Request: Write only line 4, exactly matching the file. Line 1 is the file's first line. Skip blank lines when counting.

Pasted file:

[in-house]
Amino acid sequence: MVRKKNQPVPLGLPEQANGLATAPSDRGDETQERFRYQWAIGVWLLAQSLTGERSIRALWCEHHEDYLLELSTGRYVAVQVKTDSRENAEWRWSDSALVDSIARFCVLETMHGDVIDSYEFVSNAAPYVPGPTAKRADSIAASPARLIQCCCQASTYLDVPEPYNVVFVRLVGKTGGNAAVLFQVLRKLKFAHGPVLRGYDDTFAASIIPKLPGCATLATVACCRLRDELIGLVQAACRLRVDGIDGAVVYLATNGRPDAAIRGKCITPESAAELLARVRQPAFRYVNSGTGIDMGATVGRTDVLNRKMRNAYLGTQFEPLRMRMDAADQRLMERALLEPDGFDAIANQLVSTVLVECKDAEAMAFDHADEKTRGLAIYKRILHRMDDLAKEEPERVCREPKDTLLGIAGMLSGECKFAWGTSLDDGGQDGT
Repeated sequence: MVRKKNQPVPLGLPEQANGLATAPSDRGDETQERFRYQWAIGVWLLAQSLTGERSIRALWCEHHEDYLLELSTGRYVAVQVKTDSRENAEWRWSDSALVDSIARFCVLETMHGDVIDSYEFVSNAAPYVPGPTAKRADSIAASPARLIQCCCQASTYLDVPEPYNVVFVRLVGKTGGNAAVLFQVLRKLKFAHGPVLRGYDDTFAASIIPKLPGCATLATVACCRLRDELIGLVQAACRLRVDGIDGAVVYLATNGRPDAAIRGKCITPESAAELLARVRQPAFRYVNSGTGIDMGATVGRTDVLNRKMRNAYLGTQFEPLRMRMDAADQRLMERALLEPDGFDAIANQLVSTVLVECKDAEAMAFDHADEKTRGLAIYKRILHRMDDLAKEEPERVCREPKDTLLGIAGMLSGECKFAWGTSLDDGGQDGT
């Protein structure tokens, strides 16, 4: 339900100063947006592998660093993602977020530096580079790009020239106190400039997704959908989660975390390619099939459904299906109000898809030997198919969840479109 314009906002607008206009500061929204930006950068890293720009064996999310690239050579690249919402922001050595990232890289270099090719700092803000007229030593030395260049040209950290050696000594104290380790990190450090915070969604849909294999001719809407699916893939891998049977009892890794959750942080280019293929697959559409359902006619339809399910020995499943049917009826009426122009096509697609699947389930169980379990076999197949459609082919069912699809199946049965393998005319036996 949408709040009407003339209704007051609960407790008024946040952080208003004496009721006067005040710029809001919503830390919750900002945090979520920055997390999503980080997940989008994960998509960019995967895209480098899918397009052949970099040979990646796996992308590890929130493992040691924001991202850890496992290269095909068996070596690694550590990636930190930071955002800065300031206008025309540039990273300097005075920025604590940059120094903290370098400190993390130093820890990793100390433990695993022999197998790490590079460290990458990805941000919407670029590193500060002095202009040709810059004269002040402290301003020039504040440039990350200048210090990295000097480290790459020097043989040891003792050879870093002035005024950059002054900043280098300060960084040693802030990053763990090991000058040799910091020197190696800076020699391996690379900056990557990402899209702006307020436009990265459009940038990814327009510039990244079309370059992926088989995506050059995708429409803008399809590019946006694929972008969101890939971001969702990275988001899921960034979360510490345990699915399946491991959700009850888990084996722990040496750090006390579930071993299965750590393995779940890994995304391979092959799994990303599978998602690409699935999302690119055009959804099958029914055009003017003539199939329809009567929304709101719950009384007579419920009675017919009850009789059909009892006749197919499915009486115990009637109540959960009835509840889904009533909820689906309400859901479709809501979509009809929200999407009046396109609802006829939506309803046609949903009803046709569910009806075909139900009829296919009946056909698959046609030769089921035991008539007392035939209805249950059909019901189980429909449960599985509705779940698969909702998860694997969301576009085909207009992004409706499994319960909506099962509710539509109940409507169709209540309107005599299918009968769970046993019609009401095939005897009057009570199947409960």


């Protein structure tokens, strides 16, 4: 339900100063947006592998660093993602977020530096580079790009020239106190400039997704959908989660975390390619099939459904299906109000898809030997198919969840479109 314009906002607008206009500061929204930006950068890293720009064996999310690239050579690249919402922001050595990232890289270099090719700092803000007229030593030395260049040209950290050696000594104290380790990190450090915070969604849909294999001719809407699916893939891998049977009892890794959750942080280019293929697959559409359902006619339809399910020995499943049917009826009426122009096509697609699947389930169980379990076999197949459609082919069912699809199946049965393998005319036996 949408709040009407003339209704007051609960407790008024946040952080208003004496009721006067005040710029809001919503830390919750900002945090979520920055997390999503980080997940989008994960998509960019995967895209480098899918397009052949970099040979990646796996992308590890929130493992040691924001991202850890496992290269095909068996070596690694550590990636930190930071955002800065300031206008025309540039990273300097005075920025604590940059120094903290370098400190993390130093820890990793100390433990695993022999197998790490590079460290990458990805941000919407670029590193500060002095202009040709810059004269002040402290301003020039504040440039990350200048210090990295000097480290790459020097043989040891003792050879870093002035005024950059002054900043280098300060960084040693802030990053763990090991000058040799910091020197190696800076020699391996690379900056990557990402899209702006307020436009990265459009940038990814327009510039990244079309370059992926088989995506050059995708429409803008399809590019946006694929972008969101890939971001969702990275988001899921960034979360510490345990699915399946491991959700009850888990084996722990040496750090006390579930071993299965750590393995779940890994995304391979092959799994990303599978998602690409699935999302690119055009959804099958029914055009003017003539199939329809009567929304709101719950009384007579419920009675017919009850009789059909009892006749197919499915009486115990009637109540959960009835509840889904009533909820689906309400859901479709809501979509009809929200999407009046396109609802006829939506309803046609949903009803046709569910009806075909139900009829296919009946056909698959046609030769089921035991008539007392035939209805249950059909019901189980429909449960599985509705779940698969909702998860694997969301576009085909207009992004409706499994319960909506099962509710539509109940409507169709209540309107005599299918009968769970046993019609009401095939005897009057009570199947409960």